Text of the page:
c) Freeze the cue to the pack?
d) Freeze the cue to the rail?
e) To concede a difficult shot
f) To concede a shot from which opponent cannot produce much offense

6 Strategy changes when opponent ended last inning with a foul
a) abandoning a run if you get stuck
b) abandoning a run if you are low percentage shot

7 Escape tactics
a) taking a third foul
b) taking a second foul before shooting a very difficult shot
c) inducing your opponent to play too passively in their defense
d) responses to a back-scratch
e) responses to front of the rack second ball safety
f) response to back of the rack second ball safety
g) when you are frozen to a rail during a safety sequence

8 The 14.1 End Game
a) when you have game on the table and opponent does not
b) when opponent has game on the table and you do not
c) what to do if you determine that you cannot run out
d) what to do once you determine that you can't leave a break shot
when to run out and then play one of the standard safeties
when to run out and then pocket the one loose ball that remains
e) two-way shots on game ball
 

Danny Harriman

One of the best in 14.1
Silver Member
instructional DVD

Did you ever receive my 351 instructional DVD? I remembered u were requesting a copy - did you get one from Dennis?
 

Danny Harriman

One of the best in 14.1
Silver Member
instructional DVD

Did you ever receive my 351 instructional DVD there ralf? I remembered u were requesting a copy - did you get one from Dennis?
 

Danny Harriman

One of the best in 14.1
Silver Member
poe little

i know I ain't the 'poly tickly' correct choice - however I think it's worth a gander.
 

K2Kraze

AzB Gold Member
Gold Member
Silver Member
sjm -

Thank you x10, sir, for taking time to post your lesson material and sharing with us. As a lifelong student and promoter of all-things 14.1, I’ll add your content to my binder and see what gems lay within

~ K.

Danny -

Your dvd is also a gem worthy of review and study - a prized resource for sure! It’s one of the Top 5 recommendations I give whenever a good friend asks for guidance. Thank you for getting a copy to me last year, sir!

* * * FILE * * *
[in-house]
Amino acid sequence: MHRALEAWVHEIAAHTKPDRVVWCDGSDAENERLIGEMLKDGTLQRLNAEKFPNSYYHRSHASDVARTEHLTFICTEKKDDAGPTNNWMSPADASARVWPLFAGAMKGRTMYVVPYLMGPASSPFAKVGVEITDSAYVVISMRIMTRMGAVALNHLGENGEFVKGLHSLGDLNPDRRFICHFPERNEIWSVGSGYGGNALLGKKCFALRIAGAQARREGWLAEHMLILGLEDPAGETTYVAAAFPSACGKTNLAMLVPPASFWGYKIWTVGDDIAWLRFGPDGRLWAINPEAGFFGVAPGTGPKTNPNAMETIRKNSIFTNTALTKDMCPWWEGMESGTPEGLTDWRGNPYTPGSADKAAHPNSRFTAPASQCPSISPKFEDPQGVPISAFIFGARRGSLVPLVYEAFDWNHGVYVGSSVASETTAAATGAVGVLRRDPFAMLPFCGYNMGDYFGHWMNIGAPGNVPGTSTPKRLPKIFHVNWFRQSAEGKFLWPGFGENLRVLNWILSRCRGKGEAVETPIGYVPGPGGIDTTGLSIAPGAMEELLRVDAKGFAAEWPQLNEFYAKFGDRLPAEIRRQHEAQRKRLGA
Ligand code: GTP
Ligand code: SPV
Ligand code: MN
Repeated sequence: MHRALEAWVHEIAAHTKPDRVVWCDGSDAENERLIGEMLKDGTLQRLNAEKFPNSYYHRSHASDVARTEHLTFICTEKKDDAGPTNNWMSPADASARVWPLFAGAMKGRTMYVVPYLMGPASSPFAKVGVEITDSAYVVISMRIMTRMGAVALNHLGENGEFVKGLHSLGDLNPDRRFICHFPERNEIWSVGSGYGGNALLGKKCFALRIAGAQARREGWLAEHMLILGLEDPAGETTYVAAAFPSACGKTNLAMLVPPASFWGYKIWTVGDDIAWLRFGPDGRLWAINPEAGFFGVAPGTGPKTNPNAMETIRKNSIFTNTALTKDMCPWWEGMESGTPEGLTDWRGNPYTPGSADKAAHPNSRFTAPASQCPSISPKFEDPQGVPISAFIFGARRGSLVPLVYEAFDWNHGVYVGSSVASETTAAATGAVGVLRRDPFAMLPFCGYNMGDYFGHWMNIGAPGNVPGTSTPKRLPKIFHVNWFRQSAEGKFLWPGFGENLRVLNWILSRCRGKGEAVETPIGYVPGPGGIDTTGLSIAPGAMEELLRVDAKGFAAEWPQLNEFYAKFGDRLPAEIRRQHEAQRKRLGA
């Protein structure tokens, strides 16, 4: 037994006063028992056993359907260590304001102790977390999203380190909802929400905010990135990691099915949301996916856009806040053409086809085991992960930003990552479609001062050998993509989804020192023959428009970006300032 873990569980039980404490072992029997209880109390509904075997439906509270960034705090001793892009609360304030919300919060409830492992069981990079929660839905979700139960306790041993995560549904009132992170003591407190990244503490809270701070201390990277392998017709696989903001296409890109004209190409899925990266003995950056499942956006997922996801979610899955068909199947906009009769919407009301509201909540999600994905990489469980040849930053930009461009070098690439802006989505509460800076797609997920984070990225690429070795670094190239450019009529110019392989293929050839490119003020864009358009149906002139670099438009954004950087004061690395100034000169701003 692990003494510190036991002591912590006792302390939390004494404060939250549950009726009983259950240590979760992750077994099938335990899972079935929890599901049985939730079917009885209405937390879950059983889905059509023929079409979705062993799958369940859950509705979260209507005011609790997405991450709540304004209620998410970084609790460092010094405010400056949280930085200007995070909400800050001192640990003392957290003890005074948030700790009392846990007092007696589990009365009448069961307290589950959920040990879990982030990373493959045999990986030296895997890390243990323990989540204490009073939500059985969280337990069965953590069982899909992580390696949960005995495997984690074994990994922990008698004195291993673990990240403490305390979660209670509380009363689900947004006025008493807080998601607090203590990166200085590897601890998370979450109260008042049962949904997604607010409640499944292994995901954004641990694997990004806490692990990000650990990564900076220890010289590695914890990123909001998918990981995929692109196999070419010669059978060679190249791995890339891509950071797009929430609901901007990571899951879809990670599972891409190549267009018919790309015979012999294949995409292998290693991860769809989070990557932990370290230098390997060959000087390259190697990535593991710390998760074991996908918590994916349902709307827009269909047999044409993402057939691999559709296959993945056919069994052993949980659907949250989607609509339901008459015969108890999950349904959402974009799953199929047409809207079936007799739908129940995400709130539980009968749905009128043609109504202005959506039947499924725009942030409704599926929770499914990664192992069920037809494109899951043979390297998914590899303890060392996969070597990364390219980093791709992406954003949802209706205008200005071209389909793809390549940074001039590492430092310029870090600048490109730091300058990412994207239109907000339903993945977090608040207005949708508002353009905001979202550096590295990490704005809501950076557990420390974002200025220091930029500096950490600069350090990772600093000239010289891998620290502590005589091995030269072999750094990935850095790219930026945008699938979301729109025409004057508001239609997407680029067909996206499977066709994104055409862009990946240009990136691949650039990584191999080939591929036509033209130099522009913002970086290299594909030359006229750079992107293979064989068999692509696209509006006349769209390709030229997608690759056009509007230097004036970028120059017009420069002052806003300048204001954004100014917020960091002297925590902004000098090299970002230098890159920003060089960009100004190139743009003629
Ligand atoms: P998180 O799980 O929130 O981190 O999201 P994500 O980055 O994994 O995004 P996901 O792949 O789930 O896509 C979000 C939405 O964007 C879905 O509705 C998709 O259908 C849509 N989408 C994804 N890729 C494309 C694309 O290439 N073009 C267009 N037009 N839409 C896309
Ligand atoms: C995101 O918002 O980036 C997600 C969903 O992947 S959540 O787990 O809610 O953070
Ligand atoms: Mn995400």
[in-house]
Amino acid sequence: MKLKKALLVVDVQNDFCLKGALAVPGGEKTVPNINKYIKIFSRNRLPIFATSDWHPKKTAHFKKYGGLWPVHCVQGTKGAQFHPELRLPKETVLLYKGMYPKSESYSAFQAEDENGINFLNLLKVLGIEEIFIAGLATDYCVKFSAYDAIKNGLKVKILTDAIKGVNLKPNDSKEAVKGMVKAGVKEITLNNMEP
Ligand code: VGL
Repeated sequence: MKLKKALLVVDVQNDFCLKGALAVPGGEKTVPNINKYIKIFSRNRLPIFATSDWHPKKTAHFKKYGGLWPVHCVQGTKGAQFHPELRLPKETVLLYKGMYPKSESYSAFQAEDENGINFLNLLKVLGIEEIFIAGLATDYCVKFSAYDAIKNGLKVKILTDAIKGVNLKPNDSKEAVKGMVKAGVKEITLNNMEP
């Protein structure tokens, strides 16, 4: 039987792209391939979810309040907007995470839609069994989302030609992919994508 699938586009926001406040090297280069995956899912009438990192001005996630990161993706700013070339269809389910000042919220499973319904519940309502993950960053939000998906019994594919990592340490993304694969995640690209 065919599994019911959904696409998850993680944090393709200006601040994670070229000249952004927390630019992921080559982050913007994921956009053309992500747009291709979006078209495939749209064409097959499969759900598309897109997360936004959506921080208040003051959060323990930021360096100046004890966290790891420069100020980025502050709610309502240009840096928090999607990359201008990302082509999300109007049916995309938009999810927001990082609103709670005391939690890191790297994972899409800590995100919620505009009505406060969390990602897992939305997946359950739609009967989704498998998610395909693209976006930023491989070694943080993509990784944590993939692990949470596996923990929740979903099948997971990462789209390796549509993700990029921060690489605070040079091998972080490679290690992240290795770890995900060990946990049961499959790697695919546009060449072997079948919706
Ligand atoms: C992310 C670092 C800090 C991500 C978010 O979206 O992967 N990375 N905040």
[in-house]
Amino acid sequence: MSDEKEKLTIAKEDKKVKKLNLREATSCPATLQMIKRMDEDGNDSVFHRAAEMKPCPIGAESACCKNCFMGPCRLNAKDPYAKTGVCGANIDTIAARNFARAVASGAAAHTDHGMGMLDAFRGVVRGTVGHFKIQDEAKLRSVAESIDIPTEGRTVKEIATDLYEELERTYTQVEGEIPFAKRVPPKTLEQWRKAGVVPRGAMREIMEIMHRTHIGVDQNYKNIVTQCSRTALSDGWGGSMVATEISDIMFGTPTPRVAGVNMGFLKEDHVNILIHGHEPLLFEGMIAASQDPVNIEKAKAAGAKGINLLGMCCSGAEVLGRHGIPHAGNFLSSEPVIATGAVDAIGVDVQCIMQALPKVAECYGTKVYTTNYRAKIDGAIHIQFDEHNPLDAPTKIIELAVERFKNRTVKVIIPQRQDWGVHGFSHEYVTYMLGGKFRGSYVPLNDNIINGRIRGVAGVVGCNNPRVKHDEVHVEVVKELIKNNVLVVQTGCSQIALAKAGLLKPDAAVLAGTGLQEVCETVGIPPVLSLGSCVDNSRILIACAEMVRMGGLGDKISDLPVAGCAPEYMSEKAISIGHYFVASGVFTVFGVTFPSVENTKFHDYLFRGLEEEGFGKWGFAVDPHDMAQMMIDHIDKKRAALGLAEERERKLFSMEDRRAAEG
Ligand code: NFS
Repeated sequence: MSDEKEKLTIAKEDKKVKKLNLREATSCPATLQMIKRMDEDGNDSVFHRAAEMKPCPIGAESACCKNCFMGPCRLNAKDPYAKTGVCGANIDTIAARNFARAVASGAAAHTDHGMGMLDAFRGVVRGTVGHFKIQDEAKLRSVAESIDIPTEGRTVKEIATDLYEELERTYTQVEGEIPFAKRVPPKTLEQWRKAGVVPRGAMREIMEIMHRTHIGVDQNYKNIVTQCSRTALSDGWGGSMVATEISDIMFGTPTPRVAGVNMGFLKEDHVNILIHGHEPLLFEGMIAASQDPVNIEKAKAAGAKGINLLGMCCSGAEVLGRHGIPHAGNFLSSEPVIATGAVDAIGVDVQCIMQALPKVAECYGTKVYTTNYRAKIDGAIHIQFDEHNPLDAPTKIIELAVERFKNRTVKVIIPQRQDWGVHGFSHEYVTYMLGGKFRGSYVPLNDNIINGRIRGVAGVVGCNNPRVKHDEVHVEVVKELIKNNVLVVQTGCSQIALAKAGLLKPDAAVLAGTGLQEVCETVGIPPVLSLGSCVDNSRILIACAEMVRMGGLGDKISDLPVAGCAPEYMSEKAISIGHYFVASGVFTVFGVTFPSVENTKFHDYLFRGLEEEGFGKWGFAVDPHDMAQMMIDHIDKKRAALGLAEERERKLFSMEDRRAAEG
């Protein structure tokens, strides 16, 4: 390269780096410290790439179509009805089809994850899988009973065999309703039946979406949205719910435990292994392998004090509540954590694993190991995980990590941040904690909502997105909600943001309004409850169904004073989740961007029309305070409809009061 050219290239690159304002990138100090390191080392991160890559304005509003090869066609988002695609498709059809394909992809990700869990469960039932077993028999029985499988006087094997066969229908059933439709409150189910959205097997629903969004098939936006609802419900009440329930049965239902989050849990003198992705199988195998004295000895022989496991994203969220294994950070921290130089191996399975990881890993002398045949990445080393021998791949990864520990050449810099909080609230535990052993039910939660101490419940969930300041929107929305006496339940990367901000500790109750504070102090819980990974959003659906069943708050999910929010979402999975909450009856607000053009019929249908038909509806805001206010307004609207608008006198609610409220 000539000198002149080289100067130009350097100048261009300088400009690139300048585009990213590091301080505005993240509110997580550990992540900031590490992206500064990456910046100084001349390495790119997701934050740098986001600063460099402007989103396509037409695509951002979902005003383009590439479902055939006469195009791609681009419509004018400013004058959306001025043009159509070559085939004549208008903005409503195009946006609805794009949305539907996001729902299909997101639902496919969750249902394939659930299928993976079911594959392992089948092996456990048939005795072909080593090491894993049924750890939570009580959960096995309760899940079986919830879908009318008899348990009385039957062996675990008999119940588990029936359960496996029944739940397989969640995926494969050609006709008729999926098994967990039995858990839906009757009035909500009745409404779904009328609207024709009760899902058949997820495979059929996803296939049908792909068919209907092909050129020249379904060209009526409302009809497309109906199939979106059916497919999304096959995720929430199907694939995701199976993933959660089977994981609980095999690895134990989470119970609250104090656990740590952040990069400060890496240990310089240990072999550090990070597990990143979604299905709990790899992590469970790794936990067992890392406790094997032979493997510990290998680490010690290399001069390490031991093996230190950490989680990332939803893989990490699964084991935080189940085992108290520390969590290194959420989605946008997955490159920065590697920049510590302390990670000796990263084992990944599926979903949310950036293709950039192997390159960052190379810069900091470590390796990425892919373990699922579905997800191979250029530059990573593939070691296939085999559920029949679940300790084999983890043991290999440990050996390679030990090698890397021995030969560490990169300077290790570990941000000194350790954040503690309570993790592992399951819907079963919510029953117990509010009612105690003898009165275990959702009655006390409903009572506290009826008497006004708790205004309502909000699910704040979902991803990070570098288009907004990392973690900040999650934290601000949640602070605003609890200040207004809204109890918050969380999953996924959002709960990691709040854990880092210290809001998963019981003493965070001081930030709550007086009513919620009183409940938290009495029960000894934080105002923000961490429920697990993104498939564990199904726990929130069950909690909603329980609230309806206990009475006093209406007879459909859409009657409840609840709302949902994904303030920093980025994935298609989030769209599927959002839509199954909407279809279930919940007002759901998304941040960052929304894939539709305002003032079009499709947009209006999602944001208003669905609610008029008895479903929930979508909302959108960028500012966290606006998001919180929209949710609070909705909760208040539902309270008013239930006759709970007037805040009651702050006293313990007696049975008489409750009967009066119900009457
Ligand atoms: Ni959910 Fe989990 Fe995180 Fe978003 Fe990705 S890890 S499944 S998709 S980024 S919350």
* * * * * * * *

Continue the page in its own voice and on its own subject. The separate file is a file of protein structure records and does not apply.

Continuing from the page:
~ K.

 

sjm

Sweating it at Derby City
Silver Member
sjm -

Thank you x10, sir, for taking time to post your lesson material and sharing with us. As a lifelong student and promoter of all-things 14.1, I’ll add your content to my binder and see what gems lay within.

This is just a list of subjects I covered in a lesson that lasted about five hours given to a top pro long ago. Not sure there are any gems here, just a very comprehensive list of things one must study and practice on the path to becoming a big winner at 14.1.
 

Danny Harriman

One of the best in 14.1
Silver Member
Ok

Roger that positively ralf, and thank you k2kraze for compliment on referring my dvd, it truly is my life's work that got in the way. I was ranked in top twenty for many years on professional 9 ball tour - only winning one major event. Had I practiced more straight pool before competing on the tour - I feel I would have won more professional nine ball titles. Oh and I would mention if you are trying' to practice straight pool on a bar box - I think it's a mistake. However you will get plenty of practice at breaking out clusters lol.
 
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Danny Harriman

One of the best in 14.1
Silver Member
well centered

The first place I start with the bar league players I am currently working with is helping them understand where the center of cue ball is. They are so use to having to spin many shots in due to all the congestion a bar box presents. When 'they' say all the great players (all your hero's) started out playing 8 ball on a bar table - that is nonsense bar league owners trying to sell barbox pool to the public. Learning where the center of cue ball is according to your line' is the very foundation for any aspiring 14.1 player. Just trying to give you some positive incentive there ralf. :-]